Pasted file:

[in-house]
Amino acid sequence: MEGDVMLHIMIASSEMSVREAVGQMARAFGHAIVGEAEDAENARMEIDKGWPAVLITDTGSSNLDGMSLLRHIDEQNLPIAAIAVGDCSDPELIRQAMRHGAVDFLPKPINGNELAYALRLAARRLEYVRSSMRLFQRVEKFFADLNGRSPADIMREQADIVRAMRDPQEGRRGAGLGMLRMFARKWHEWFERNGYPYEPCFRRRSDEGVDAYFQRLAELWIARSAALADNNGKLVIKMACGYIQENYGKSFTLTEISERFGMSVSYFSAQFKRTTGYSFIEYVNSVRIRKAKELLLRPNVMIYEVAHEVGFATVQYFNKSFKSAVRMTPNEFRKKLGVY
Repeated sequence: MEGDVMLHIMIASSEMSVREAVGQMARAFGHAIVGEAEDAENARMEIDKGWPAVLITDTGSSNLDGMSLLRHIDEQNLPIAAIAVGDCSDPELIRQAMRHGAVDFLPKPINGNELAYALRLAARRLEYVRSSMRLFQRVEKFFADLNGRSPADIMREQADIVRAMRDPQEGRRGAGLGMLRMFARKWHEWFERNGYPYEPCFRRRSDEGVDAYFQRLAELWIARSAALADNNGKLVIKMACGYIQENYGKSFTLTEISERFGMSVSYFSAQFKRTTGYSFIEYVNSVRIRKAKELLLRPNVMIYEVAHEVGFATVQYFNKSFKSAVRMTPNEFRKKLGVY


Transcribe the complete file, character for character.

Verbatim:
[in-house]
Amino acid sequence: MEGDVMLHIMIASSEMSVREAVGQMARAFGHAIVGEAEDAENARMEIDKGWPAVLITDTGSSNLDGMSLLRHIDEQNLPIAAIAVGDCSDPELIRQAMRHGAVDFLPKPINGNELAYALRLAARRLEYVRSSMRLFQRVEKFFADLNGRSPADIMREQADIVRAMRDPQEGRRGAGLGMLRMFARKWHEWFERNGYPYEPCFRRRSDEGVDAYFQRLAELWIARSAALADNNGKLVIKMACGYIQENYGKSFTLTEISERFGMSVSYFSAQFKRTTGYSFIEYVNSVRIRKAKELLLRPNVMIYEVAHEVGFATVQYFNKSFKSAVRMTPNEFRKKLGVY
Repeated sequence: MEGDVMLHIMIASSEMSVREAVGQMARAFGHAIVGEAEDAENARMEIDKGWPAVLITDTGSSNLDGMSLLRHIDEQNLPIAAIAVGDCSDPELIRQAMRHGAVDFLPKPINGNELAYALRLAARRLEYVRSSMRLFQRVEKFFADLNGRSPADIMREQADIVRAMRDPQEGRRGAGLGMLRMFARKWHEWFERNGYPYEPCFRRRSDEGVDAYFQRLAELWIARSAALADNNGKLVIKMACGYIQENYGKSFTLTEISERFGMSVSYFSAQFKRTTGYSFIEYVNSVRIRKAKELLLRPNVMIYEVAHEVGFATVQYFNKSFKSAVRMTPNEFRKKLGVY